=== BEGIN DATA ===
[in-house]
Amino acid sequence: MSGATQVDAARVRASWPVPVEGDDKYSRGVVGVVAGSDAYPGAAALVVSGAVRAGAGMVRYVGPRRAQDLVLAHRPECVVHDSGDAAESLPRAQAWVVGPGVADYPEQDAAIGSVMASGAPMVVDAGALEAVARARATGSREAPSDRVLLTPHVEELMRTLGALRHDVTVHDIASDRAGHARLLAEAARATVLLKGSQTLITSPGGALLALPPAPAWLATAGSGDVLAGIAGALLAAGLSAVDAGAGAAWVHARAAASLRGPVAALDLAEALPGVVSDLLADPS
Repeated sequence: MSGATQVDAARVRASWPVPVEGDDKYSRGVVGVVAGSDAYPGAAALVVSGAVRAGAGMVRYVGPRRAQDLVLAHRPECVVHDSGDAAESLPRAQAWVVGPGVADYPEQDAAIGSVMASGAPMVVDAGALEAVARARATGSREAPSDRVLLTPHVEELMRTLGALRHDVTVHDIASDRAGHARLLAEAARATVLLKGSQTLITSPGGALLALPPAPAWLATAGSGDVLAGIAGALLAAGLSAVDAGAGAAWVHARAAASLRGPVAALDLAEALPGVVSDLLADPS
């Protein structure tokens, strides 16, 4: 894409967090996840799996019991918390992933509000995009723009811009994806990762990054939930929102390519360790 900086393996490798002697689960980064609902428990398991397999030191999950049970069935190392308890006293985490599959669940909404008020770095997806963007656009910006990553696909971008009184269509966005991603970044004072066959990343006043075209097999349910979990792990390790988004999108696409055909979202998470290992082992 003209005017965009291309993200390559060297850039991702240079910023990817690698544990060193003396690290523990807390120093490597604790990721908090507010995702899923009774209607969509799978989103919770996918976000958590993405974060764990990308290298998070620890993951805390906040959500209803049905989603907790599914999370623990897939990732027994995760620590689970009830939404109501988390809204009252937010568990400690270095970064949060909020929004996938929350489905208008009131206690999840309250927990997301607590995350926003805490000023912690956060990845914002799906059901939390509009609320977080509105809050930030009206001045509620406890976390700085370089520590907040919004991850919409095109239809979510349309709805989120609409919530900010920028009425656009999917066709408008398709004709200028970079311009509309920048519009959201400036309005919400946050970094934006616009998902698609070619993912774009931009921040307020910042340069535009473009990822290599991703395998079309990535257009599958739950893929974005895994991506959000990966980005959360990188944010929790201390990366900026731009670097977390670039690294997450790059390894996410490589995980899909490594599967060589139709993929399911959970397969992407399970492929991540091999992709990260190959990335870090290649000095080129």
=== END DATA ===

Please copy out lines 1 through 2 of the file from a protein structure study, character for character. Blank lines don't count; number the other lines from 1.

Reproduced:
[in-house]
Amino acid sequence: MSGATQVDAARVRASWPVPVEGDDKYSRGVVGVVAGSDAYPGAAALVVSGAVRAGAGMVRYVGPRRAQDLVLAHRPECVVHDSGDAAESLPRAQAWVVGPGVADYPEQDAAIGSVMASGAPMVVDAGALEAVARARATGSREAPSDRVLLTPHVEELMRTLGALRHDVTVHDIASDRAGHARLLAEAARATVLLKGSQTLITSPGGALLALPPAPAWLATAGSGDVLAGIAGALLAAGLSAVDAGAGAAWVHARAAASLRGPVAALDLAEALPGVVSDLLADPS